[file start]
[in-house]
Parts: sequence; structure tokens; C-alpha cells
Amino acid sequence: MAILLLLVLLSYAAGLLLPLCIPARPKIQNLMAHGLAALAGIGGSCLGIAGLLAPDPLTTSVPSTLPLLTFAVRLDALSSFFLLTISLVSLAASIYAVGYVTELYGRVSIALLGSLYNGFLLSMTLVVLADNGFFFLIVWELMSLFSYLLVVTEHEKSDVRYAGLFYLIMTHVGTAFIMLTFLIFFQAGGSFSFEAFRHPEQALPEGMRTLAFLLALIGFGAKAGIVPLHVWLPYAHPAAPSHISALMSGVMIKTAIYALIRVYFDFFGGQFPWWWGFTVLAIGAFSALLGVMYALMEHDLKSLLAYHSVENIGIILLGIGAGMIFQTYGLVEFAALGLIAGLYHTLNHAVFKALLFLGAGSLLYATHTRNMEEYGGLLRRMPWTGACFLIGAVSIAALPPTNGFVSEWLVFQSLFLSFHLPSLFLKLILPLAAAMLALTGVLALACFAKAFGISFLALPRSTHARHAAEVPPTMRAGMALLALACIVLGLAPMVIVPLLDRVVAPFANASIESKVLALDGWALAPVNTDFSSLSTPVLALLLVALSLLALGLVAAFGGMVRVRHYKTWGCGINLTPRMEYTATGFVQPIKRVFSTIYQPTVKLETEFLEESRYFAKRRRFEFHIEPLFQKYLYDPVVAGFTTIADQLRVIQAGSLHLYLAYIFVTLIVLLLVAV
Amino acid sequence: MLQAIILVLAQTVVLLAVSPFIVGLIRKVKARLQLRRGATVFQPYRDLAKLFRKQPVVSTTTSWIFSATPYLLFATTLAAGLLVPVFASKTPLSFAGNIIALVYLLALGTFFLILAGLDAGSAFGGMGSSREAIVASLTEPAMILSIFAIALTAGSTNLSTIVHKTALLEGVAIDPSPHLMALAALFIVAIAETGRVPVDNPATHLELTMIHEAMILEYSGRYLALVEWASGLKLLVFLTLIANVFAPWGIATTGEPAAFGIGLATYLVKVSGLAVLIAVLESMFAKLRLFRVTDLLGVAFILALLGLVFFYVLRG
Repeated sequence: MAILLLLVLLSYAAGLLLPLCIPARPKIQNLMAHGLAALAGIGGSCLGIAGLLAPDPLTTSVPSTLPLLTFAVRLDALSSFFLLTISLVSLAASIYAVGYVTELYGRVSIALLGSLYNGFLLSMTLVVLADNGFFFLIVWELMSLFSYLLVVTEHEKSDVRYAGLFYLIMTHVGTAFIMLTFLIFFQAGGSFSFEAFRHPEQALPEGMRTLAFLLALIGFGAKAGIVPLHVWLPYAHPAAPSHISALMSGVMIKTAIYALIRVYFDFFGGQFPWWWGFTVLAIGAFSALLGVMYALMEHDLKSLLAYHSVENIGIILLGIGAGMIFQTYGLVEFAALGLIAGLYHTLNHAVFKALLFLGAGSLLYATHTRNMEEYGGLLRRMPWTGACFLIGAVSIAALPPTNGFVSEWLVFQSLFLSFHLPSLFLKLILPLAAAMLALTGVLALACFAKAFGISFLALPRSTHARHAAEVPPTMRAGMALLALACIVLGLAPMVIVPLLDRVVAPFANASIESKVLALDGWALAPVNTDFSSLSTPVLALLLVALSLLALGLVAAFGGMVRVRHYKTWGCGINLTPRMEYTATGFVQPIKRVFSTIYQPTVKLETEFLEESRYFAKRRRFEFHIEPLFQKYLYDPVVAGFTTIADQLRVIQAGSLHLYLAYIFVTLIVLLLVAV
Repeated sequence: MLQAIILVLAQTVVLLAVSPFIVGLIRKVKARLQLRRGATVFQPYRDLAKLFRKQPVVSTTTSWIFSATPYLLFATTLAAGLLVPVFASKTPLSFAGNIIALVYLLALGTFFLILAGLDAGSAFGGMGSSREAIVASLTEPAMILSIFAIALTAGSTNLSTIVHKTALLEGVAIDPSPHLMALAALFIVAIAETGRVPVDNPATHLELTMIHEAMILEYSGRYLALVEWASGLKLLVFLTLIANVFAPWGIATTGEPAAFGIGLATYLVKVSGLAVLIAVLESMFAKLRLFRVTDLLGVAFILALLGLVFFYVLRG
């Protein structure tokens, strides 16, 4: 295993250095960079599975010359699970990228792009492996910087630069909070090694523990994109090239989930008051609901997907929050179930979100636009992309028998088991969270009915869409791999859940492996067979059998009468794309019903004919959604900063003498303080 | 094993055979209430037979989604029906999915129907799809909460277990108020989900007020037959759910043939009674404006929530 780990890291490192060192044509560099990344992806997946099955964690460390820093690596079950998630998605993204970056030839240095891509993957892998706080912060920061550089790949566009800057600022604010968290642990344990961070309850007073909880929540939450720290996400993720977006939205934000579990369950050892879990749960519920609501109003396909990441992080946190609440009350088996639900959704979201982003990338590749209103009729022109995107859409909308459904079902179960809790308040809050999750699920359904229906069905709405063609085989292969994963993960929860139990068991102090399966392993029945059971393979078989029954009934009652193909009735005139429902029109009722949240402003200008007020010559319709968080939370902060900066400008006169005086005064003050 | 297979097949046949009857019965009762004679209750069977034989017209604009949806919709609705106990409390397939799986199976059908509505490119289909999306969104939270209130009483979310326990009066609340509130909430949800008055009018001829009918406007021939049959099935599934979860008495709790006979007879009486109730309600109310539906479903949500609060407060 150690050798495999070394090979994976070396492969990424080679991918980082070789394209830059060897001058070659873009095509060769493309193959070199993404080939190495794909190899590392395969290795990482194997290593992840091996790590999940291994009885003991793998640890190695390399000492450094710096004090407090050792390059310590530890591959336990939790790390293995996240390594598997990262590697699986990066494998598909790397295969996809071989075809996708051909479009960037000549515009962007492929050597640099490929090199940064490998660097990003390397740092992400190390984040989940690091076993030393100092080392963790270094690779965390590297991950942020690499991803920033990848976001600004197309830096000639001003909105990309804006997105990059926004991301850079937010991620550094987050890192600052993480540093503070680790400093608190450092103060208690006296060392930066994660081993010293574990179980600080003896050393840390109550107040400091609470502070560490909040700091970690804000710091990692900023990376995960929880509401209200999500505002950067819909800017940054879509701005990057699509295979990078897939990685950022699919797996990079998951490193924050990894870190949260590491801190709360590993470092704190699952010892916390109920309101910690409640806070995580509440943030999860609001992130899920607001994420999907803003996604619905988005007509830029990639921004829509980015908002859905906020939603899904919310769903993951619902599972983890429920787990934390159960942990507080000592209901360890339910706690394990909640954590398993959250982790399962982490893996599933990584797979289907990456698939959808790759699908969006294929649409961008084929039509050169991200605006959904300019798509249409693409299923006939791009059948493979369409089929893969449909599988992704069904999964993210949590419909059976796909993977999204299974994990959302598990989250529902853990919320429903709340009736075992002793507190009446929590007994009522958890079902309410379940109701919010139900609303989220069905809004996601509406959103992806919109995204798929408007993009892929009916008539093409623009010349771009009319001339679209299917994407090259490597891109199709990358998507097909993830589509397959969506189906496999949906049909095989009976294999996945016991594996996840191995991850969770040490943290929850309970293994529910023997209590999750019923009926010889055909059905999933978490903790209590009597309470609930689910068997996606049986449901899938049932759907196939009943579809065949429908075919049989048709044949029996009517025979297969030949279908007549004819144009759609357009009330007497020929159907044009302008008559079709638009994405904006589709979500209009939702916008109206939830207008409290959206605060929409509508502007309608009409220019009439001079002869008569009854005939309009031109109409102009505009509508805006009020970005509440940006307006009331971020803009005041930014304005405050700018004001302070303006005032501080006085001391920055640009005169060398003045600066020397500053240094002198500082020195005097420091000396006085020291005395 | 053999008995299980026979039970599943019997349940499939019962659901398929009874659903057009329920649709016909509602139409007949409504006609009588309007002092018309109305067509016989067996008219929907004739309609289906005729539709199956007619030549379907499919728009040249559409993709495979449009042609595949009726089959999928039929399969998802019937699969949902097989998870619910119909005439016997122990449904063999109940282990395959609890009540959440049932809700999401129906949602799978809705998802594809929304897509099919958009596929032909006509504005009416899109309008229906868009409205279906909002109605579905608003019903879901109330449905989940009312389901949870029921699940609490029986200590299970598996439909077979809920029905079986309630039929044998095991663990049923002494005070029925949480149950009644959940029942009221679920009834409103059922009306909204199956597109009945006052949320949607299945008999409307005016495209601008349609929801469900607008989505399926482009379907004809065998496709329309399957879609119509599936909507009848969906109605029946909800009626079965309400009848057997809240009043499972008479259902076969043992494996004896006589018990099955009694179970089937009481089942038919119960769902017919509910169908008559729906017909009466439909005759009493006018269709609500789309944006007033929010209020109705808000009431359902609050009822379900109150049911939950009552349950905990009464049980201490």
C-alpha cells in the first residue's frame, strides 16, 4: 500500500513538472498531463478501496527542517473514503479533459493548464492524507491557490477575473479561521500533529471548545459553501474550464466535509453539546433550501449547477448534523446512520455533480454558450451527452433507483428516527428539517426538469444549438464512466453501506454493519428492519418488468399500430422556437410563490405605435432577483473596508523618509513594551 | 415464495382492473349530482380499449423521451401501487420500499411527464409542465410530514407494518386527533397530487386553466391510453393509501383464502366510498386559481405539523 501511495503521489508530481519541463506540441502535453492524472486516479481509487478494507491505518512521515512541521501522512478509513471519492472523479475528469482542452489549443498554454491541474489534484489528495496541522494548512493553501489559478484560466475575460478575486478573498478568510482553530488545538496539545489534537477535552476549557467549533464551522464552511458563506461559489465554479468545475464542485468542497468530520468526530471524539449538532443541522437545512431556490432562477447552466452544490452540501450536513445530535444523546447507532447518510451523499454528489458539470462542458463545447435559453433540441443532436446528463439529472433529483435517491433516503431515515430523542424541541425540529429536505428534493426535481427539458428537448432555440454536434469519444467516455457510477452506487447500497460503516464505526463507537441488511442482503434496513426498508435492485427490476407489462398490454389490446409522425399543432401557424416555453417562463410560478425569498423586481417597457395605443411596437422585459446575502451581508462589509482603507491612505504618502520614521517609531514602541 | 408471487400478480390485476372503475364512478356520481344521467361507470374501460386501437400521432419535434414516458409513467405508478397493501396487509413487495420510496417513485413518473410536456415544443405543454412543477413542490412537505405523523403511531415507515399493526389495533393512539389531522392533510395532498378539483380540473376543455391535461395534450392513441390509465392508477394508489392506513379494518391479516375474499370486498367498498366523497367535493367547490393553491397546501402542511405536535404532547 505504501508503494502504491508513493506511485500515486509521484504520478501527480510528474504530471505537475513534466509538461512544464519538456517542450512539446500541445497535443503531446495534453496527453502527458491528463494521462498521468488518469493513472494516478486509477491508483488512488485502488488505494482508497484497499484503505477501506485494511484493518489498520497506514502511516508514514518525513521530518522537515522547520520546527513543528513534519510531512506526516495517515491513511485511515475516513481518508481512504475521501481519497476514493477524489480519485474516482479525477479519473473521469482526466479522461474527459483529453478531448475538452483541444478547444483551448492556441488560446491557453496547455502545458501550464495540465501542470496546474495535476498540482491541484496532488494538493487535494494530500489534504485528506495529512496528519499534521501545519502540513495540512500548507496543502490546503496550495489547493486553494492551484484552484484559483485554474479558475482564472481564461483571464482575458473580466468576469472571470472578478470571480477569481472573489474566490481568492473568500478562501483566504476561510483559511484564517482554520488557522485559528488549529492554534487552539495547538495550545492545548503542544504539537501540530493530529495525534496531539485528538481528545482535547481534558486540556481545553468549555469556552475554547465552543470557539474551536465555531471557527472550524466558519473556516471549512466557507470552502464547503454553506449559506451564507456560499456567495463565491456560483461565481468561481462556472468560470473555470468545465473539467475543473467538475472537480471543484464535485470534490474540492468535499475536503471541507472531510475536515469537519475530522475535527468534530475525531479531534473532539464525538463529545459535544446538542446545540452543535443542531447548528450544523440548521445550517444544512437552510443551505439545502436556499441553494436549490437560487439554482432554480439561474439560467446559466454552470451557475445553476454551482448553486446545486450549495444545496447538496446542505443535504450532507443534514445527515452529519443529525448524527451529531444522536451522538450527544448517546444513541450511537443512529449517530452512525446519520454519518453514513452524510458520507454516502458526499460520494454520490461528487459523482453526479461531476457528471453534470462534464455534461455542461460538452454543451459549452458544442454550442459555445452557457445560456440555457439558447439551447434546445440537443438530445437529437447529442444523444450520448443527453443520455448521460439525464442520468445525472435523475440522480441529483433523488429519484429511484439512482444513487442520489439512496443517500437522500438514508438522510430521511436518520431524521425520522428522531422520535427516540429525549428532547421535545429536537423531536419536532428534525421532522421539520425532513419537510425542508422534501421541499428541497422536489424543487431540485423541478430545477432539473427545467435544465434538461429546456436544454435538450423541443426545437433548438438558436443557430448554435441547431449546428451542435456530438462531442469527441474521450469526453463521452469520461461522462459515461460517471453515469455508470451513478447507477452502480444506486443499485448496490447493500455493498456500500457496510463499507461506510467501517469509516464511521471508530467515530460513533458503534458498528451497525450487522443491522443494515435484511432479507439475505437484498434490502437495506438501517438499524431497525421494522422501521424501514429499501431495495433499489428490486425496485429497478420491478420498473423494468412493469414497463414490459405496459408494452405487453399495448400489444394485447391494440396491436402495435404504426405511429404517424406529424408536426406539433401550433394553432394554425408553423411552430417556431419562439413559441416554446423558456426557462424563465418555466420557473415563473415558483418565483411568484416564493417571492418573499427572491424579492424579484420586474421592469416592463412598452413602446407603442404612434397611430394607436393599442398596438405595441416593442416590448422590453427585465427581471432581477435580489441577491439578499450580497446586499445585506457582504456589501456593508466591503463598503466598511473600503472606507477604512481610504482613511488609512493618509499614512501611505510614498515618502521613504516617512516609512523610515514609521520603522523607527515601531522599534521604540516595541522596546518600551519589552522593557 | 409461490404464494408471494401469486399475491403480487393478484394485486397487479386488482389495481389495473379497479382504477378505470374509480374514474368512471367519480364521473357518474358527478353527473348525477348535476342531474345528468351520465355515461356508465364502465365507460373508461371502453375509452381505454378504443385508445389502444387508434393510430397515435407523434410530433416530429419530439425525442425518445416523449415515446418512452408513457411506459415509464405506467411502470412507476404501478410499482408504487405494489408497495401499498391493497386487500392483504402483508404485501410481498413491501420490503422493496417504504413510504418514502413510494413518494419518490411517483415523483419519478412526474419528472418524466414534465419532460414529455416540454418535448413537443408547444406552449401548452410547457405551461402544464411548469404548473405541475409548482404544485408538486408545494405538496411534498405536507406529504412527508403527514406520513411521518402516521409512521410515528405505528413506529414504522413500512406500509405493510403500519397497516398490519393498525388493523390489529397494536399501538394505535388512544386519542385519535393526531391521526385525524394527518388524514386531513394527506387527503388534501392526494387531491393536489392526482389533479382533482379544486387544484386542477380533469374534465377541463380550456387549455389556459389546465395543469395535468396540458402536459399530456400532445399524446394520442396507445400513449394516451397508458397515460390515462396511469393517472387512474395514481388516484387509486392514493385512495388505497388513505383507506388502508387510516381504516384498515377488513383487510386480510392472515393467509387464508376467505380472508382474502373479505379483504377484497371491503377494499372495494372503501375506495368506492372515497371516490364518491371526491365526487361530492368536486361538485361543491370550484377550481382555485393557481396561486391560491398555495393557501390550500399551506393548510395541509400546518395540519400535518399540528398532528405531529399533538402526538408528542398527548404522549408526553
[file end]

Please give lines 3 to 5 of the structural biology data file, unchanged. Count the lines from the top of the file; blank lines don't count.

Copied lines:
Amino acid sequence: MAILLLLVLLSYAAGLLLPLCIPARPKIQNLMAHGLAALAGIGGSCLGIAGLLAPDPLTTSVPSTLPLLTFAVRLDALSSFFLLTISLVSLAASIYAVGYVTELYGRVSIALLGSLYNGFLLSMTLVVLADNGFFFLIVWELMSLFSYLLVVTEHEKSDVRYAGLFYLIMTHVGTAFIMLTFLIFFQAGGSFSFEAFRHPEQALPEGMRTLAFLLALIGFGAKAGIVPLHVWLPYAHPAAPSHISALMSGVMIKTAIYALIRVYFDFFGGQFPWWWGFTVLAIGAFSALLGVMYALMEHDLKSLLAYHSVENIGIILLGIGAGMIFQTYGLVEFAALGLIAGLYHTLNHAVFKALLFLGAGSLLYATHTRNMEEYGGLLRRMPWTGACFLIGAVSIAALPPTNGFVSEWLVFQSLFLSFHLPSLFLKLILPLAAAMLALTGVLALACFAKAFGISFLALPRSTHARHAAEVPPTMRAGMALLALACIVLGLAPMVIVPLLDRVVAPFANASIESKVLALDGWALAPVNTDFSSLSTPVLALLLVALSLLALGLVAAFGGMVRVRHYKTWGCGINLTPRMEYTATGFVQPIKRVFSTIYQPTVKLETEFLEESRYFAKRRRFEFHIEPLFQKYLYDPVVAGFTTIADQLRVIQAGSLHLYLAYIFVTLIVLLLVAV
Amino acid sequence: MLQAIILVLAQTVVLLAVSPFIVGLIRKVKARLQLRRGATVFQPYRDLAKLFRKQPVVSTTTSWIFSATPYLLFATTLAAGLLVPVFASKTPLSFAGNIIALVYLLALGTFFLILAGLDAGSAFGGMGSSREAIVASLTEPAMILSIFAIALTAGSTNLSTIVHKTALLEGVAIDPSPHLMALAALFIVAIAETGRVPVDNPATHLELTMIHEAMILEYSGRYLALVEWASGLKLLVFLTLIANVFAPWGIATTGEPAAFGIGLATYLVKVSGLAVLIAVLESMFAKLRLFRVTDLLGVAFILALLGLVFFYVLRG
Repeated sequence: MAILLLLVLLSYAAGLLLPLCIPARPKIQNLMAHGLAALAGIGGSCLGIAGLLAPDPLTTSVPSTLPLLTFAVRLDALSSFFLLTISLVSLAASIYAVGYVTELYGRVSIALLGSLYNGFLLSMTLVVLADNGFFFLIVWELMSLFSYLLVVTEHEKSDVRYAGLFYLIMTHVGTAFIMLTFLIFFQAGGSFSFEAFRHPEQALPEGMRTLAFLLALIGFGAKAGIVPLHVWLPYAHPAAPSHISALMSGVMIKTAIYALIRVYFDFFGGQFPWWWGFTVLAIGAFSALLGVMYALMEHDLKSLLAYHSVENIGIILLGIGAGMIFQTYGLVEFAALGLIAGLYHTLNHAVFKALLFLGAGSLLYATHTRNMEEYGGLLRRMPWTGACFLIGAVSIAALPPTNGFVSEWLVFQSLFLSFHLPSLFLKLILPLAAAMLALTGVLALACFAKAFGISFLALPRSTHARHAAEVPPTMRAGMALLALACIVLGLAPMVIVPLLDRVVAPFANASIESKVLALDGWALAPVNTDFSSLSTPVLALLLVALSLLALGLVAAFGGMVRVRHYKTWGCGINLTPRMEYTATGFVQPIKRVFSTIYQPTVKLETEFLEESRYFAKRRRFEFHIEPLFQKYLYDPVVAGFTTIADQLRVIQAGSLHLYLAYIFVTLIVLLLVAV